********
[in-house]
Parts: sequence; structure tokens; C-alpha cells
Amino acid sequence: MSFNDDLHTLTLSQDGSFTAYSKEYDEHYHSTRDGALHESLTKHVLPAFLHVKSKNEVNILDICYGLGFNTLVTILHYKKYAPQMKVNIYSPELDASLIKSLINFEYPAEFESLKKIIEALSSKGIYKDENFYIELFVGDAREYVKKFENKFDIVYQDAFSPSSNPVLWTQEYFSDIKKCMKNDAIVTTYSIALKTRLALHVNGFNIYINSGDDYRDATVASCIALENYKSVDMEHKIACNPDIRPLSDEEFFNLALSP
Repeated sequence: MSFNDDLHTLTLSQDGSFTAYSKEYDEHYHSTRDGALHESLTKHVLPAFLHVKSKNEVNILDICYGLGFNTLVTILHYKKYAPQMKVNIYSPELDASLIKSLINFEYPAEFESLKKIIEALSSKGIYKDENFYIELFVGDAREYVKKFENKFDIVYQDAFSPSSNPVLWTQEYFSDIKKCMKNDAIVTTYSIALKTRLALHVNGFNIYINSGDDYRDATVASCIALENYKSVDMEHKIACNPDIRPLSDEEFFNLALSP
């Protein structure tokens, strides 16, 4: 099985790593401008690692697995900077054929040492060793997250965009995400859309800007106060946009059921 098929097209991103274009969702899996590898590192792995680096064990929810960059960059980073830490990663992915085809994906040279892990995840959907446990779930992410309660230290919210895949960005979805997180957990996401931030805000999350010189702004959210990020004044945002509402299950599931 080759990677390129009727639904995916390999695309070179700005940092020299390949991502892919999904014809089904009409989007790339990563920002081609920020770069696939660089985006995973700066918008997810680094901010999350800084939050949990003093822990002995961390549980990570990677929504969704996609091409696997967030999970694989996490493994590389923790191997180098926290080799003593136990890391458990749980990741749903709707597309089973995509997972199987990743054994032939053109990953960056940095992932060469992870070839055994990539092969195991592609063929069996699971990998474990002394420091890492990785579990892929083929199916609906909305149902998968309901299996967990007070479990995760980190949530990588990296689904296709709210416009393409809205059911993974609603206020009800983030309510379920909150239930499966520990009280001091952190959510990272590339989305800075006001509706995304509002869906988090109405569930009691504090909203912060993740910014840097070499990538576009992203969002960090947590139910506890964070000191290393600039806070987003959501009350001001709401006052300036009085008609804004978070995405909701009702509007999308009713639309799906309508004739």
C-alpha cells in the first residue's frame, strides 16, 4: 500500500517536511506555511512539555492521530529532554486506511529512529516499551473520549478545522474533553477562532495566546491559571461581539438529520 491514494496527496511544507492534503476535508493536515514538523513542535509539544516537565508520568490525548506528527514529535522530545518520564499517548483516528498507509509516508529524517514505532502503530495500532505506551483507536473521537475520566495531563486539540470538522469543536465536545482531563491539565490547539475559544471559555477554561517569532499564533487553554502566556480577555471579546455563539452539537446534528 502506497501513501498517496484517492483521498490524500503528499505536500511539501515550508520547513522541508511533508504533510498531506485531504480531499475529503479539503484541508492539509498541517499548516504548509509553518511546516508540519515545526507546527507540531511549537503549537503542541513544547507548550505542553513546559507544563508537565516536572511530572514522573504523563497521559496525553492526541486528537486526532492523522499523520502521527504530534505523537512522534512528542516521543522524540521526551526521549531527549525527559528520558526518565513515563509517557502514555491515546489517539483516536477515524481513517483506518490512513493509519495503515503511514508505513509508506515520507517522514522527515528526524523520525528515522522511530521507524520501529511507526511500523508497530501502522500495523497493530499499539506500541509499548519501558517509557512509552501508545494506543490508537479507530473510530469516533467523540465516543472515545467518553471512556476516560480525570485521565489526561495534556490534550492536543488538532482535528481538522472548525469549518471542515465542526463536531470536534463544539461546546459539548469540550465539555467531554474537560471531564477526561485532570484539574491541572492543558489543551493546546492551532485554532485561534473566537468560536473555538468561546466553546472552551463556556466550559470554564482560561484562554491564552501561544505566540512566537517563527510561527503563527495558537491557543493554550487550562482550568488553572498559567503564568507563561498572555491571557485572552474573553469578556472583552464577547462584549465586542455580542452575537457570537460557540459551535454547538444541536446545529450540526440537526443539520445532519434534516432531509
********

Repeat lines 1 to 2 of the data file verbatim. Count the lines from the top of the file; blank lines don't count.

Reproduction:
[in-house]
Parts: sequence; structure tokens; C-alpha cells